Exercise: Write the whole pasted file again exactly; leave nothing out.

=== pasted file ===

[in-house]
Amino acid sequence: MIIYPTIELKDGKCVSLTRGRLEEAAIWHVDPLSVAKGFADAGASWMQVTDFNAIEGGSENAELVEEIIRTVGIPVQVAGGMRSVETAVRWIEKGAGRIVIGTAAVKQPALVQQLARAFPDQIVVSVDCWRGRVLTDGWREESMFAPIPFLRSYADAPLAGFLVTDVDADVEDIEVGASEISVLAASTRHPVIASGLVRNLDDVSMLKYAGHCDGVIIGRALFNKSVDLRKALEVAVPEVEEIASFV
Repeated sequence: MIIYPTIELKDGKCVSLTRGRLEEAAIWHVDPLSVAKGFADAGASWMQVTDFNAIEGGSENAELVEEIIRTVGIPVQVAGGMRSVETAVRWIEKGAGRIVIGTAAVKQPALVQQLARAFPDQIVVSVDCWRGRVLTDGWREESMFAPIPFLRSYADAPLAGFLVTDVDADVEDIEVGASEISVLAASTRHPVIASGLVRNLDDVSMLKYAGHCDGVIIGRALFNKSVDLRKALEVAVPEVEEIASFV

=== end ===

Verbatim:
[in-house]
Amino acid sequence: MIIYPTIELKDGKCVSLTRGRLEEAAIWHVDPLSVAKGFADAGASWMQVTDFNAIEGGSENAELVEEIIRTVGIPVQVAGGMRSVETAVRWIEKGAGRIVIGTAAVKQPALVQQLARAFPDQIVVSVDCWRGRVLTDGWREESMFAPIPFLRSYADAPLAGFLVTDVDADVEDIEVGASEISVLAASTRHPVIASGLVRNLDDVSMLKYAGHCDGVIIGRALFNKSVDLRKALEVAVPEVEEIASFV
Repeated sequence: MIIYPTIELKDGKCVSLTRGRLEEAAIWHVDPLSVAKGFADAGASWMQVTDFNAIEGGSENAELVEEIIRTVGIPVQVAGGMRSVETAVRWIEKGAGRIVIGTAAVKQPALVQQLARAFPDQIVVSVDCWRGRVLTDGWREESMFAPIPFLRSYADAPLAGFLVTDVDADVEDIEVGASEISVLAASTRHPVIASGLVRNLDDVSMLKYAGHCDGVIIGRALFNKSVDLRKALEVAVPEVEEIASFV